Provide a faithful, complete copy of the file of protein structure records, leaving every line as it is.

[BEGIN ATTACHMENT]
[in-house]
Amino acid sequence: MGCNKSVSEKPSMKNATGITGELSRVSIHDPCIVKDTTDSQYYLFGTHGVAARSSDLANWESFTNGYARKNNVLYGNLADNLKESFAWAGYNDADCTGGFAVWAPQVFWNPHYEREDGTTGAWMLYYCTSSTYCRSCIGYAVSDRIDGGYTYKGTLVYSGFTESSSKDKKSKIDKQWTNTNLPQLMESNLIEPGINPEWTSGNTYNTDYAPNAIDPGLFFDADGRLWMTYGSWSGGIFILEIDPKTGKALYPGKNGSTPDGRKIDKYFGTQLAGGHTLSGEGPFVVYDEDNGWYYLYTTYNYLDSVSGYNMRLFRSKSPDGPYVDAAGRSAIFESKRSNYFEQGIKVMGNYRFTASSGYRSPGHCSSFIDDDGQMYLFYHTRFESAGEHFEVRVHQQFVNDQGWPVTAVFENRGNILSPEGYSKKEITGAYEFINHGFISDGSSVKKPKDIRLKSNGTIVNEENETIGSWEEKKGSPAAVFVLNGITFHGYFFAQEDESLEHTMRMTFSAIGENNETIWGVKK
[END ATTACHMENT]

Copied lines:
[in-house]
Amino acid sequence: MGCNKSVSEKPSMKNATGITGELSRVSIHDPCIVKDTTDSQYYLFGTHGVAARSSDLANWESFTNGYARKNNVLYGNLADNLKESFAWAGYNDADCTGGFAVWAPQVFWNPHYEREDGTTGAWMLYYCTSSTYCRSCIGYAVSDRIDGGYTYKGTLVYSGFTESSSKDKKSKIDKQWTNTNLPQLMESNLIEPGINPEWTSGNTYNTDYAPNAIDPGLFFDADGRLWMTYGSWSGGIFILEIDPKTGKALYPGKNGSTPDGRKIDKYFGTQLAGGHTLSGEGPFVVYDEDNGWYYLYTTYNYLDSVSGYNMRLFRSKSPDGPYVDAAGRSAIFESKRSNYFEQGIKVMGNYRFTASSGYRSPGHCSSFIDDDGQMYLFYHTRFESAGEHFEVRVHQQFVNDQGWPVTAVFENRGNILSPEGYSKKEITGAYEFINHGFISDGSSVKKPKDIRLKSNGTIVNEENETIGSWEEKKGSPAAVFVLNGITFHGYFFAQEDESLEHTMRMTFSAIGENNETIWGVKK